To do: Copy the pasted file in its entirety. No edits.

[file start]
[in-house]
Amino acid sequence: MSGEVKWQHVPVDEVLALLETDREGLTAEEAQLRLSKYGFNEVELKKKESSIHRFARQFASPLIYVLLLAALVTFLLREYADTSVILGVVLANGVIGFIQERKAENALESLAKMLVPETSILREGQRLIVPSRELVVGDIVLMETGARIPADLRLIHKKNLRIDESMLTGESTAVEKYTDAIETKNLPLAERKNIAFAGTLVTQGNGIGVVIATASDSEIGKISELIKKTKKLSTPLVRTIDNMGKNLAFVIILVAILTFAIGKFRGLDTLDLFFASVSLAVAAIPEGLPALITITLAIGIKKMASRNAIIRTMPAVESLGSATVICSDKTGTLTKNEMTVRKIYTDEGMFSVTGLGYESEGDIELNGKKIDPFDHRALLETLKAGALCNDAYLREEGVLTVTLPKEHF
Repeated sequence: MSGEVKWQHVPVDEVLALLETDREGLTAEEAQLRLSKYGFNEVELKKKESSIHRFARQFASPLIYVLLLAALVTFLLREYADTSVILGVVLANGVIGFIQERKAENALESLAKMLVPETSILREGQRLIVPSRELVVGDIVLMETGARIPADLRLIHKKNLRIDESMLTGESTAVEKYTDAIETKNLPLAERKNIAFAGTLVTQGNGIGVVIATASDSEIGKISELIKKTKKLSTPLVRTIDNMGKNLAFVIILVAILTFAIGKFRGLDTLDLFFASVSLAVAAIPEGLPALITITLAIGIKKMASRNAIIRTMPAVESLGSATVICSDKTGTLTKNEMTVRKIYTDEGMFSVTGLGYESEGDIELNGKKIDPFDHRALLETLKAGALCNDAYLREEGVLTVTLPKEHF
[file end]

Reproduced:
[in-house]
Amino acid sequence: MSGEVKWQHVPVDEVLALLETDREGLTAEEAQLRLSKYGFNEVELKKKESSIHRFARQFASPLIYVLLLAALVTFLLREYADTSVILGVVLANGVIGFIQERKAENALESLAKMLVPETSILREGQRLIVPSRELVVGDIVLMETGARIPADLRLIHKKNLRIDESMLTGESTAVEKYTDAIETKNLPLAERKNIAFAGTLVTQGNGIGVVIATASDSEIGKISELIKKTKKLSTPLVRTIDNMGKNLAFVIILVAILTFAIGKFRGLDTLDLFFASVSLAVAAIPEGLPALITITLAIGIKKMASRNAIIRTMPAVESLGSATVICSDKTGTLTKNEMTVRKIYTDEGMFSVTGLGYESEGDIELNGKKIDPFDHRALLETLKAGALCNDAYLREEGVLTVTLPKEHF
Repeated sequence: MSGEVKWQHVPVDEVLALLETDREGLTAEEAQLRLSKYGFNEVELKKKESSIHRFARQFASPLIYVLLLAALVTFLLREYADTSVILGVVLANGVIGFIQERKAENALESLAKMLVPETSILREGQRLIVPSRELVVGDIVLMETGARIPADLRLIHKKNLRIDESMLTGESTAVEKYTDAIETKNLPLAERKNIAFAGTLVTQGNGIGVVIATASDSEIGKISELIKKTKKLSTPLVRTIDNMGKNLAFVIILVAILTFAIGKFRGLDTLDLFFASVSLAVAAIPEGLPALITITLAIGIKKMASRNAIIRTMPAVESLGSATVICSDKTGTLTKNEMTVRKIYTDEGMFSVTGLGYESEGDIELNGKKIDPFDHRALLETLKAGALCNDAYLREEGVLTVTLPKEHF